Rustock botnet down; global spam volumes slump

The BBC's newswire quotes MessageLabs senior analyst Paul Wood as saying that all of the command-and-control servers that control the Rustock botnet swarm have gone quiet, although no-one has yet claimed responsibility.

Some anonymous security forum postings suggest that the Rustock command-and-control servers may be down for re-architecturing, but no one organisation seems to know what is really happening, Infosecurity notes.

The Rostock botnet was, at its height in 2009/2010, generating as many as 200 million spam messages a day, although most of these have been caught by Tier 1 internet service providers and filtered out before reaching their destination.

According to security researcher Brian Krebs, around 800,000 PCs worldwide were infected by Rustock earlier this month, and quotes an anonymous activist in Canada as saying the drop in Rustock-generated spam is truly dramatic.

"Normally, Rustock is sending between one to two thousands e-mails per second. Today, we saw infected systems take an abrupt dive to sending about one to two emails per second", the activist told Krebs.

The security researcher went on to quote Joe Stewart, director of malware research with SecureWorks, as saying that  none of Rustock's 26 command-and-control servers were responding as of yesterday lunchtime US time.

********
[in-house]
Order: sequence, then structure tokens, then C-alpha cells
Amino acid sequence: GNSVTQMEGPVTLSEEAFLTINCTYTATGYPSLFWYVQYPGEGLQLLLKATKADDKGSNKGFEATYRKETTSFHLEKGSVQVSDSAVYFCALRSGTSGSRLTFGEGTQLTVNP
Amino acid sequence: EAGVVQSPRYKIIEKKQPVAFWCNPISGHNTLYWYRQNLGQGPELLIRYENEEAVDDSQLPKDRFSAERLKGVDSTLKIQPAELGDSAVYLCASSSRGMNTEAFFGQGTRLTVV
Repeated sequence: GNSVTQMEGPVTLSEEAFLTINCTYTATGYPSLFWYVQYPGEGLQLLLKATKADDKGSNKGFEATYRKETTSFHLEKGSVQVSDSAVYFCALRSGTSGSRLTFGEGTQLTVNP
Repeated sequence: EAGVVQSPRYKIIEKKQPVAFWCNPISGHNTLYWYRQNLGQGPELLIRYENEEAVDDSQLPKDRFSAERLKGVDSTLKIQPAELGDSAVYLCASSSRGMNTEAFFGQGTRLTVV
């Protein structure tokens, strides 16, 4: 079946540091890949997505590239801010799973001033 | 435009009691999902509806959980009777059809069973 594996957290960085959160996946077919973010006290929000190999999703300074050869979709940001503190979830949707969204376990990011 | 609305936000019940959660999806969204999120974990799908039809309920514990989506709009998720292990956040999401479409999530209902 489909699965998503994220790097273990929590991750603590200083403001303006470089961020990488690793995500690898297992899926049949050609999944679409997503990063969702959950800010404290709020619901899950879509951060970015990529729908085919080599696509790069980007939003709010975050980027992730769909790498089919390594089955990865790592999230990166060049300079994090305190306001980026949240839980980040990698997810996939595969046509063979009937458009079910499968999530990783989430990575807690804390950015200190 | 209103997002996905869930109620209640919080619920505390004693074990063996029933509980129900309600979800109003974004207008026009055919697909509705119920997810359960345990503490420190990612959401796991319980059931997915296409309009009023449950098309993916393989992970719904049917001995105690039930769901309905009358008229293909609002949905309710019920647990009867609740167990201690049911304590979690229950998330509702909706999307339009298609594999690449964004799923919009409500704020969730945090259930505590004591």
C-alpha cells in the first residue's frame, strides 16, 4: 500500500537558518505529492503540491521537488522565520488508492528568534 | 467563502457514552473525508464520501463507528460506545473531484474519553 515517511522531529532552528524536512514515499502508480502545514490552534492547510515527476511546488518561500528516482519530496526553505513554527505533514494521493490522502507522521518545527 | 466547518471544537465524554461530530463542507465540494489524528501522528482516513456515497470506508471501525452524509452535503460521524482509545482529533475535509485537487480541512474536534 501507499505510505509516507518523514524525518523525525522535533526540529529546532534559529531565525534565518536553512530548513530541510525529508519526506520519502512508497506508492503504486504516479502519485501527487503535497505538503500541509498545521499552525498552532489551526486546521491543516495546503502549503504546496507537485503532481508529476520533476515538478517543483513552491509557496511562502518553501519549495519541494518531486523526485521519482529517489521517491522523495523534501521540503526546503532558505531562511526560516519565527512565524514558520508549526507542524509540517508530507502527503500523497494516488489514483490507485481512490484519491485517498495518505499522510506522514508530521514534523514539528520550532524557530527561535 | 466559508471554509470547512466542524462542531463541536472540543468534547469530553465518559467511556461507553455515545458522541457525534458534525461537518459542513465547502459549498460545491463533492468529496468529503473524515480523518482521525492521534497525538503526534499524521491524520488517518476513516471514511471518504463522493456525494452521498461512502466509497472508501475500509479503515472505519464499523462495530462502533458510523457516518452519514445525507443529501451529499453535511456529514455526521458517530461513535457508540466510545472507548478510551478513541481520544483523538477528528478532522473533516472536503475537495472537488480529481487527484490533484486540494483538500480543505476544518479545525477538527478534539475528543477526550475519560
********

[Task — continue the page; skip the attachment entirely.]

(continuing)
"This looks like a widespread campaign to have either these [Internet addresses] null-routed or the abuse contacts at various ISPs have shut them down uniformly", he told Krebs, adding: "It looks to me like someone has gone and methodically tracked these [addresses] and had them taken out one way or another."

Krebs also sides with reports that Rustock is down for a re-architecturing of its server clusters, noting that it may be too soon to celebrate the takedown of the world's largest spam botnet.

"For one thing, PCs that were infected with Rustock prior to this action remain infected, only they are now somewhat lost, like sheep without a shepherd", he said in his latest security blog. 

In previous takedowns, says Krebs, such as those executed against the Srizbi botnet, the botmasters have been able to regain control over their herds of infected PCs using a complex algorithm built into the malware.

"Using such a system, the botmaster needs only to register one of these Web site names in order to resume sending updates to and controlling the herd of infected computers", he noted.

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